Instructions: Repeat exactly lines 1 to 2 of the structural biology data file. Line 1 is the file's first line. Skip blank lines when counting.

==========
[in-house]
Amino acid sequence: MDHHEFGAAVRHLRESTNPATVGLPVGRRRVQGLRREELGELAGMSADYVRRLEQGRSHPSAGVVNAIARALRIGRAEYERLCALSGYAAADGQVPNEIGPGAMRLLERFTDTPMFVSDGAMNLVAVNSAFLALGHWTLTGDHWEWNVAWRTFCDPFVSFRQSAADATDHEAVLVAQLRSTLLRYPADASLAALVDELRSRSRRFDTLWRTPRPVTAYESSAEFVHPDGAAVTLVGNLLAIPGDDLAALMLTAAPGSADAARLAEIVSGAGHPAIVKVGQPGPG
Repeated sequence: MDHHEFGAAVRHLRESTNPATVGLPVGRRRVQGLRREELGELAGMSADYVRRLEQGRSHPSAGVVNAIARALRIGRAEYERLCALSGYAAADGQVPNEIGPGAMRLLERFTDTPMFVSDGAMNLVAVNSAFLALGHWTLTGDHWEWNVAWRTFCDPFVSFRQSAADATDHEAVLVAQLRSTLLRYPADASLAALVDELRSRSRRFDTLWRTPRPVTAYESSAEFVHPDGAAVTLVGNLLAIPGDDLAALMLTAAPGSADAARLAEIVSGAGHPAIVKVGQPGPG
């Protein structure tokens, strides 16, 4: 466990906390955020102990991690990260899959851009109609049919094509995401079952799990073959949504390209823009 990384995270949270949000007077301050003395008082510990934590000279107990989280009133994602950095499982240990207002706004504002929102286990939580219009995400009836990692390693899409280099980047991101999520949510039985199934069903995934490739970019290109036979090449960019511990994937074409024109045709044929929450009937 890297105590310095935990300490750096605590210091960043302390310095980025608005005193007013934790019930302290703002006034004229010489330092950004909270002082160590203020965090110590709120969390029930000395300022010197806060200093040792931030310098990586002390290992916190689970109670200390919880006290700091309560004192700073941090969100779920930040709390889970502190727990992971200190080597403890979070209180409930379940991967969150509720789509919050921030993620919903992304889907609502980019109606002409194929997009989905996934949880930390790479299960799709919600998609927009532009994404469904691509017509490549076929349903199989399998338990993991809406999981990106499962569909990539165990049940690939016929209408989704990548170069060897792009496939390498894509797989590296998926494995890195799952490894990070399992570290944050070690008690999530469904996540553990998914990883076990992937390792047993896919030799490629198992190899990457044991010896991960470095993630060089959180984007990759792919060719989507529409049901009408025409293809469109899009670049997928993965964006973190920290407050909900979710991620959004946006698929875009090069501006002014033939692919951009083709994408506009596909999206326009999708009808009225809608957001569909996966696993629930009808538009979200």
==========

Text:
[in-house]
Amino acid sequence: MDHHEFGAAVRHLRESTNPATVGLPVGRRRVQGLRREELGELAGMSADYVRRLEQGRSHPSAGVVNAIARALRIGRAEYERLCALSGYAAADGQVPNEIGPGAMRLLERFTDTPMFVSDGAMNLVAVNSAFLALGHWTLTGDHWEWNVAWRTFCDPFVSFRQSAADATDHEAVLVAQLRSTLLRYPADASLAALVDELRSRSRRFDTLWRTPRPVTAYESSAEFVHPDGAAVTLVGNLLAIPGDDLAALMLTAAPGSADAARLAEIVSGAGHPAIVKVGQPGPG